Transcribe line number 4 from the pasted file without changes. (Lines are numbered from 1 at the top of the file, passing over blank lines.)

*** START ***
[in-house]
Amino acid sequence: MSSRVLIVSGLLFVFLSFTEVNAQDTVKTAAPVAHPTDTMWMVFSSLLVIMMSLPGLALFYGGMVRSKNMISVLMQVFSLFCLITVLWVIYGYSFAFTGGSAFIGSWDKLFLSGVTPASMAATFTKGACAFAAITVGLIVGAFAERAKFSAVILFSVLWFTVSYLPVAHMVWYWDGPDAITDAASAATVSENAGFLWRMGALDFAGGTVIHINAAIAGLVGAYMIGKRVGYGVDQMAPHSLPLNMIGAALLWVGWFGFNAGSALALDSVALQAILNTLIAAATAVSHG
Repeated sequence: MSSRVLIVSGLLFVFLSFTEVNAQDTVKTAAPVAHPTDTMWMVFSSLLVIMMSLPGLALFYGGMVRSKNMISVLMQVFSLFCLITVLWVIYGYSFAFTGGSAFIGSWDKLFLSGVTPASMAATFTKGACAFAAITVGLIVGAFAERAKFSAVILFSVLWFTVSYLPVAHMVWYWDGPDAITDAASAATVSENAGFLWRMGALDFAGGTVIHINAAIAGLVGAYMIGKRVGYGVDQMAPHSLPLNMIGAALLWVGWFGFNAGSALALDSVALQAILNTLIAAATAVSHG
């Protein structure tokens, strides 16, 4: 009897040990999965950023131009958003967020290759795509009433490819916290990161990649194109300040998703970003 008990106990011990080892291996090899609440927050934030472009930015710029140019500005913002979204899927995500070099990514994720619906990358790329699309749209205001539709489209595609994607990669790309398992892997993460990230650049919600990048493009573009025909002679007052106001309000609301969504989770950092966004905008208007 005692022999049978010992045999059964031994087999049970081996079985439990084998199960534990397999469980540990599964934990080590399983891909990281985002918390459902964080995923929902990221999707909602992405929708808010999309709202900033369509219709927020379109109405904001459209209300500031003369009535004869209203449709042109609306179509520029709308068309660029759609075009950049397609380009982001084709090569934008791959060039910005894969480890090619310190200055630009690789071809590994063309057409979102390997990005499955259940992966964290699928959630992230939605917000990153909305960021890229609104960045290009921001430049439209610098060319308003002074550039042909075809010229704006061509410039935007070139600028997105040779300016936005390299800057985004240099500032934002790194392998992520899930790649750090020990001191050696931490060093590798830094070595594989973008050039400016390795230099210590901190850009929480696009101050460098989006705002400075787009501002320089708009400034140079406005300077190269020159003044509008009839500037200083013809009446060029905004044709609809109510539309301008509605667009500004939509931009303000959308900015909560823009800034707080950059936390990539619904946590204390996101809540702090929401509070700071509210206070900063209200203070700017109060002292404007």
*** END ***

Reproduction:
């Protein structure tokens, strides 16, 4: 009897040990999965950023131009958003967020290759795509009433490819916290990161990649194109300040998703970003 008990106990011990080892291996090899609440927050934030472009930015710029140019500005913002979204899927995500070099990514994720619906990358790329699309749209205001539709489209595609994607990669790309398992892997993460990230650049919600990048493009573009025909002679007052106001309000609301969504989770950092966004905008208007 005692022999049978010992045999059964031994087999049970081996079985439990084998199960534990397999469980540990599964934990080590399983891909990281985002918390459902964080995923929902990221999707909602992405929708808010999309709202900033369509219709927020379109109405904001459209209300500031003369009535004869209203449709042109609306179509520029709308068309660029759609075009950049397609380009982001084709090569934008791959060039910005894969480890090619310190200055630009690789071809590994063309057409979102390997990005499955259940992966964290699928959630992230939605917000990153909305960021890229609104960045290009921001430049439209610098060319308003002074550039042909075809010229704006061509410039935007070139600028997105040779300016936005390299800057985004240099500032934002790194392998992520899930790649750090020990001191050696931490060093590798830094070595594989973008050039400016390795230099210590901190850009929480696009101050460098989006705002400075787009501002320089708009400034140079406005300077190269020159003044509008009839500037200083013809009446060029905004044709609809109510539309301008509605667009500004939509931009303000959308900015909560823009800034707080950059936390990539619904946590204390996101809540702090929401509070700071509210206070900063209200203070700017109060002292404007």